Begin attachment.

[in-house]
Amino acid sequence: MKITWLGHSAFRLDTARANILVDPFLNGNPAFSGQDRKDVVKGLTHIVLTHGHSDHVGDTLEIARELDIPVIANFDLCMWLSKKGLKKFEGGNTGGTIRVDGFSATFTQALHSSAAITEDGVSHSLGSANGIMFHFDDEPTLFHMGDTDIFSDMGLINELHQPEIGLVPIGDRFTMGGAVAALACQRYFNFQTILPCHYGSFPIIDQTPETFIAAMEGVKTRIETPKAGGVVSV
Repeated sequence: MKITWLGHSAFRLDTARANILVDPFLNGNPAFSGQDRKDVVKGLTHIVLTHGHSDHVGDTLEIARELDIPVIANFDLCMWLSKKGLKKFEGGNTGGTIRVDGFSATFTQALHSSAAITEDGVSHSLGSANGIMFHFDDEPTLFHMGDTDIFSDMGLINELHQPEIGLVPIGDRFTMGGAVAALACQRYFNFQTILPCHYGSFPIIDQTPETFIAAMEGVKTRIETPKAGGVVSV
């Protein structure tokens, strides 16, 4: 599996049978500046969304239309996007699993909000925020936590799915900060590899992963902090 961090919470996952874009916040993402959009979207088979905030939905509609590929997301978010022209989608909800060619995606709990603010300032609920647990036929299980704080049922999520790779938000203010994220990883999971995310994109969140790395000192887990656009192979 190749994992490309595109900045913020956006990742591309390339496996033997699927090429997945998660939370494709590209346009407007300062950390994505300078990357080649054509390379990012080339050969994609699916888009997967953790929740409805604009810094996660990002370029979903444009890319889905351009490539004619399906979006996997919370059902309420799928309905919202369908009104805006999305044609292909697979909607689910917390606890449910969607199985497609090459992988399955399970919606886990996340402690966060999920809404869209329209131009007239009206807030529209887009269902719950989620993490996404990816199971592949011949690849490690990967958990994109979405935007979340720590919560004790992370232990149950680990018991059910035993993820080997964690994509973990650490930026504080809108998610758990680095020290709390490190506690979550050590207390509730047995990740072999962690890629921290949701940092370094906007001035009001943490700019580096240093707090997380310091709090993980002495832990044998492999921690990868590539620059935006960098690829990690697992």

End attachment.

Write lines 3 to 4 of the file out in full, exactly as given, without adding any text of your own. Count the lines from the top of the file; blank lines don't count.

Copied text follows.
Repeated sequence: MKITWLGHSAFRLDTARANILVDPFLNGNPAFSGQDRKDVVKGLTHIVLTHGHSDHVGDTLEIARELDIPVIANFDLCMWLSKKGLKKFEGGNTGGTIRVDGFSATFTQALHSSAAITEDGVSHSLGSANGIMFHFDDEPTLFHMGDTDIFSDMGLINELHQPEIGLVPIGDRFTMGGAVAALACQRYFNFQTILPCHYGSFPIIDQTPETFIAAMEGVKTRIETPKAGGVVSV
């Protein structure tokens, strides 16, 4: 599996049978500046969304239309996007699993909000925020936590799915900060590899992963902090 961090919470996952874009916040993402959009979207088979905030939905509609590929997301978010022209989608909800060619995606709990603010300032609920647990036929299980704080049922999520790779938000203010994220990883999971995310994109969140790395000192887990656009192979 190749994992490309595109900045913020956006990742591309390339496996033997699927090429997945998660939370494709590209346009407007300062950390994505300078990357080649054509390379990012080339050969994609699916888009997967953790929740409805604009810094996660990002370029979903444009890319889905351009490539004619399906979006996997919370059902309420799928309905919202369908009104805006999305044609292909697979909607689910917390606890449910969607199985497609090459992988399955399970919606886990996340402690966060999920809404869209329209131009007239009206807030529209887009269902719950989620993490996404990816199971592949011949690849490690990967958990994109979405935007979340720590919560004790992370232990149950680990018991059910035993993820080997964690994509973990650490930026504080809108998610758990680095020290709390490190506690979550050590207390509730047995990740072999962690890629921290949701940092370094906007001035009001943490700019580096240093707090997380310091709090993980002495832990044998492999921690990868590539620059935006960098690829990690697992």